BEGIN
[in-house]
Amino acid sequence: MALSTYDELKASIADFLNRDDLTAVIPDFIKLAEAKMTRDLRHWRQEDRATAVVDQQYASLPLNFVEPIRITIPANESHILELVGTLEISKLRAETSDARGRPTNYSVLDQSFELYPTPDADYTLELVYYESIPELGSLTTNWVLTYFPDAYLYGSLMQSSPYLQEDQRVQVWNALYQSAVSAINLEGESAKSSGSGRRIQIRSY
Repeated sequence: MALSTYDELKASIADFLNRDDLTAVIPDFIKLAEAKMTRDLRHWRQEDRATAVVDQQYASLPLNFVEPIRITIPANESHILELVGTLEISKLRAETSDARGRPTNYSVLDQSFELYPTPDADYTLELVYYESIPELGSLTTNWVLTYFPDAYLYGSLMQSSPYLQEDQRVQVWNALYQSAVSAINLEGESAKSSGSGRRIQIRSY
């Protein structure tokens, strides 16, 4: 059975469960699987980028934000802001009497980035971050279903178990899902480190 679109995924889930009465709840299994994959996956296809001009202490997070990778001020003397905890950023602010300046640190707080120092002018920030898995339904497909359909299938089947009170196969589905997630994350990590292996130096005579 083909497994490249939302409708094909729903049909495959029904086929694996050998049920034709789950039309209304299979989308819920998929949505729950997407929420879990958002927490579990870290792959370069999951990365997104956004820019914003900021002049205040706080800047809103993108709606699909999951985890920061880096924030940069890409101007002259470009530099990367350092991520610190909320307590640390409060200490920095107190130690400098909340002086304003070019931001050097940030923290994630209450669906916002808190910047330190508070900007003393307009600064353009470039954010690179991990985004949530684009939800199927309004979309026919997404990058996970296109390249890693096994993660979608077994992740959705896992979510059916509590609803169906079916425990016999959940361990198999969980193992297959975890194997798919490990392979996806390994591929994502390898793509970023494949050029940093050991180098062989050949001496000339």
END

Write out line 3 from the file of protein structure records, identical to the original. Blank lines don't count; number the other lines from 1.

Repeated sequence: MALSTYDELKASIADFLNRDDLTAVIPDFIKLAEAKMTRDLRHWRQEDRATAVVDQQYASLPLNFVEPIRITIPANESHILELVGTLEISKLRAETSDARGRPTNYSVLDQSFELYPTPDADYTLELVYYESIPELGSLTTNWVLTYFPDAYLYGSLMQSSPYLQEDQRVQVWNALYQSAVSAINLEGESAKSSGSGRRIQIRSY